For contrast, they reported the a July 199 gold holdings slightly greater than now at 261,615,927 ounces, and a quantity of currency in circulation of $0.488 Trillion.  The price of gold back then was $258 per ounce. The conversion ratio then was $1,864.

Currency In Circulation Changes:

From 1969 through now, the average annual rate of change of currency in circulation was 6.98%.  Figure 1 shows that data, with more significant variation since about 1990.  Figure 2 presents the same data for the shorter period from 2000, since which the average annual currency expansion has been 6.28%

Figure 1: Long-Term Rate of Change Of USD In Circulation

Figure 2: Intermediate-Term Rate of Change of USD In Circulation

Indexed Currency In Circulation vs. Indexed Gold Price:

Starting in July 1999, we indexed the amount of currency in circulation and the price of gold to see what that might reveal.  The gold price really took off after 2003 (which happened to be the bottom in the stock market).

Figure 3: Indexed Change in M0 (M Zero) vs Indexed Gold Price

M0 (M zero) is the letter designation for total currency in circulation.

Gold Price vs. Conversion Ratio:

The price of gold and the conversion ratio seem to move in parallel as shown in Figure 4, but by starting at different base levels had quite different growth patterns (as shown in Figure 3).

Figure 5 shows the spread between the price of gold and the conversion ratio.  Interestingly, the spread has been roughly steady with an average spread of $2,221. The spread went above the average in 2008 when gold declined 30%, and above the average when gold surged during the stock market recovery, now is closer to average.  If the average persists, the current price of gold might be expected to be about $1,860.

Figure 4: Actual Gold Price vs USD Currency/Treasury Gold Holdings

Figure 5: Gold Price and Conversion Ratio Spread

According to the “gold is real money” advocates, there should be some kind of long-term relationship between the price of gold and the conversion ratio [ remember, the conversion ratio shows the price of Treasury gold per ounce that under a hypothetical full conversion regime would result in no outstanding fiat currency and no gold in the Treasury ].  From that perspective, how then could the  gold price vary so much versus the conversion ratio from 1999 to now, given there was plenty of time between 1971 and 1999 for the gold market price to adjust to the fiat currency world regime?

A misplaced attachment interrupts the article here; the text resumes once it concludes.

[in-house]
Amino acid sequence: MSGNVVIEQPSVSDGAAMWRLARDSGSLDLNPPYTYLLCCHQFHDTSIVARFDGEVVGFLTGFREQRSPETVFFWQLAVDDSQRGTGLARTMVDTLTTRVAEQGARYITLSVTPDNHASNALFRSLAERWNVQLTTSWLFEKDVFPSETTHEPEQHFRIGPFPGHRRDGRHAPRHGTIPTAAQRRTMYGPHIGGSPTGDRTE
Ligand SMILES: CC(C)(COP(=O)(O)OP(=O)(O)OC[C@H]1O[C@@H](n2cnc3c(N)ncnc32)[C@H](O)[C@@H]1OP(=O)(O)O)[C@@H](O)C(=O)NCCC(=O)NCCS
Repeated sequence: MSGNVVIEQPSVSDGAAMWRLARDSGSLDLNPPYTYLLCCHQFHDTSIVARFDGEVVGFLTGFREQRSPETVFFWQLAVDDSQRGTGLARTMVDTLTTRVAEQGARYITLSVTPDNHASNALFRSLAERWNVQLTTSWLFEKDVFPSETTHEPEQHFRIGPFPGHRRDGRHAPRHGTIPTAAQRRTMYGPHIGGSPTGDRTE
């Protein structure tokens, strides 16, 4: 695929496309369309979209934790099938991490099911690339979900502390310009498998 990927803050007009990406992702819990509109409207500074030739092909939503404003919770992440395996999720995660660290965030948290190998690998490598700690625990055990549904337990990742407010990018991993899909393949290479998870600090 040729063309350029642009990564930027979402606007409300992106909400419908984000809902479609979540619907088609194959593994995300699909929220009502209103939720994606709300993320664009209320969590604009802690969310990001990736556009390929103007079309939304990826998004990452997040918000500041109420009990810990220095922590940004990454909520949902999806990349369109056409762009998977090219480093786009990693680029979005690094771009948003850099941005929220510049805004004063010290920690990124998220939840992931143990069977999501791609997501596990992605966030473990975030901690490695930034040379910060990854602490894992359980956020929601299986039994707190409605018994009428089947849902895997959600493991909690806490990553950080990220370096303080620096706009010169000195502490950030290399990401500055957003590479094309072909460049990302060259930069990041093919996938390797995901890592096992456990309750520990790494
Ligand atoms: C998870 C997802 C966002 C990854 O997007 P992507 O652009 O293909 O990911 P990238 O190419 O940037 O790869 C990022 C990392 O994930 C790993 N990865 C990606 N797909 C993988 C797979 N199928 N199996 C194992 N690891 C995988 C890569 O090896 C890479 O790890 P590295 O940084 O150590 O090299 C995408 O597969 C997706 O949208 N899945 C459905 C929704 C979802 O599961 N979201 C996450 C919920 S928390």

If the real money theory holds water (and it may or may not be adequate as a single variable to explain gold price movement over the long-term), the likely explanation would be that ebbing and flowing of investor interest and trust in the stock market and government, and fears of deflation or inflation, and exchange rates the put the Dollar higher and lower at times; all added layers of upward and downward pressure on gold, causing it to fluctuate around a more central value based on the concept of gold being real money that in the end would be based on how much gold was potentially behind it.

Other Factors Potentially Better Related To Gold Price:

We think there should be some metric or some set of metrics that can be tracked to help establish when gold is overvalued or undervalued.  Fiat currency per ounce of central bank gold is the most logical fist suspect since that is actually the way it was under the legal system as one time in the past.